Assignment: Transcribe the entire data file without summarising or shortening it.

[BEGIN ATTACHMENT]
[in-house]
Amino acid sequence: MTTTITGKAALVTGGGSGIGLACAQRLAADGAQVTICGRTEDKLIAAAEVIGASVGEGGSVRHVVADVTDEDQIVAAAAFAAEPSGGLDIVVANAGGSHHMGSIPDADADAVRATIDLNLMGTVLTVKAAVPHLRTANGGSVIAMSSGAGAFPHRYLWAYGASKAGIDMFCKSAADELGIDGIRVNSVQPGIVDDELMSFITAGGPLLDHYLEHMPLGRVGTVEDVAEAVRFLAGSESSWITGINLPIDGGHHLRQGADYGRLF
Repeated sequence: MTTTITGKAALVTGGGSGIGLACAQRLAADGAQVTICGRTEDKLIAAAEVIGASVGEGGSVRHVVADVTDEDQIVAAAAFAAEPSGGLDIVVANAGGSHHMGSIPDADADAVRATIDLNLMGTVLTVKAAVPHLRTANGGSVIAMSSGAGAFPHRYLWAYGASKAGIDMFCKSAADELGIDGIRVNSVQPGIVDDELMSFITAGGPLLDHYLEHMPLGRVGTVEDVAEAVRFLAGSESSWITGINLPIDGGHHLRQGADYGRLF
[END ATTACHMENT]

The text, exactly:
[in-house]
Amino acid sequence: MTTTITGKAALVTGGGSGIGLACAQRLAADGAQVTICGRTEDKLIAAAEVIGASVGEGGSVRHVVADVTDEDQIVAAAAFAAEPSGGLDIVVANAGGSHHMGSIPDADADAVRATIDLNLMGTVLTVKAAVPHLRTANGGSVIAMSSGAGAFPHRYLWAYGASKAGIDMFCKSAADELGIDGIRVNSVQPGIVDDELMSFITAGGPLLDHYLEHMPLGRVGTVEDVAEAVRFLAGSESSWITGINLPIDGGHHLRQGADYGRLF
Repeated sequence: MTTTITGKAALVTGGGSGIGLACAQRLAADGAQVTICGRTEDKLIAAAEVIGASVGEGGSVRHVVADVTDEDQIVAAAAFAAEPSGGLDIVVANAGGSHHMGSIPDADADAVRATIDLNLMGTVLTVKAAVPHLRTANGGSVIAMSSGAGAFPHRYLWAYGASKAGIDMFCKSAADELGIDGIRVNSVQPGIVDDELMSFITAGGPLLDHYLEHMPLGRVGTVEDVAEAVRFLAGSESSWITGINLPIDGGHHLRQGADYGRLF